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Re: More GPL questions

From: Merijn de Weerd
Subject: Re: More GPL questions
Date: Tue, 24 Oct 2006 18:32:43 +0200
User-agent: slrn/ (FreeBSD)

On 2006-10-24, Stefan Monnier <> wrote:
>>>'re perfectly entitled to install and run GPL'd software without
>>> accepting the GPL, because those rights are already conferred to you by
>>> the fair use doctrine of copyright.
>> They are conferred[1], but not by fair use (in the US).
>> [1] More precisely, they are not reserved for the copyright owner.
> I'm not sure I understand.  What/who confers them then?

Copyright law. There's explicit clauses in most copyright laws
that say the executing/running of software is always permitted
(provided you obtained the software legally). Any copies you
need to make to run the software are not covered by copyright.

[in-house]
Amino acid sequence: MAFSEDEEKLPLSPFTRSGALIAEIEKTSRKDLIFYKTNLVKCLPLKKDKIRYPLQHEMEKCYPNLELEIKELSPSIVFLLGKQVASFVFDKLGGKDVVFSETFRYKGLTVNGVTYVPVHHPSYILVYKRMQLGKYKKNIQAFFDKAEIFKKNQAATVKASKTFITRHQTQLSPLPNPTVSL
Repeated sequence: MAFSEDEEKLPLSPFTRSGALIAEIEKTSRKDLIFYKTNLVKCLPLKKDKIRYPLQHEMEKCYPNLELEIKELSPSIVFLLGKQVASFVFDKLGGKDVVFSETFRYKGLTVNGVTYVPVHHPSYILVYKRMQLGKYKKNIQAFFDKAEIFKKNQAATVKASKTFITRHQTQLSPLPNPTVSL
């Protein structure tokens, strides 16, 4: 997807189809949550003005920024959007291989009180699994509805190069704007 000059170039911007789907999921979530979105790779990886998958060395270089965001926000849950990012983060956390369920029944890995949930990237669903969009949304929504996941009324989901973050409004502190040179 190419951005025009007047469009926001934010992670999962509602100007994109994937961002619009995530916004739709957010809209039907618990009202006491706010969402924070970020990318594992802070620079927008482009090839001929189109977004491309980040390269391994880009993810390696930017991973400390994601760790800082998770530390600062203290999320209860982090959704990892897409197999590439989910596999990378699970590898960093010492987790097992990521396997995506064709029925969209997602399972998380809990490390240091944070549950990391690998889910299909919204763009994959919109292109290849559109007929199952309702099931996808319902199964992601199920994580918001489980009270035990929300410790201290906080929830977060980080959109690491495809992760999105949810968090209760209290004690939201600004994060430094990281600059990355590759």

This is not the same as "fair use". It's a separate article of
copyright law that says you can do this. For fair use, you need
to do a four-factor test: the purpose and character of the use,
the nature of the copyrighted work, amount and substantiality 
of the portion used, and the effect of the use upon the potential
market for or value of the copyrighted work. This is vague and
sometimes difficult to prove.

Fortunately, when you legally acquire a copy of a computer
program, you don't have to do that: you can run it as much
as you want.


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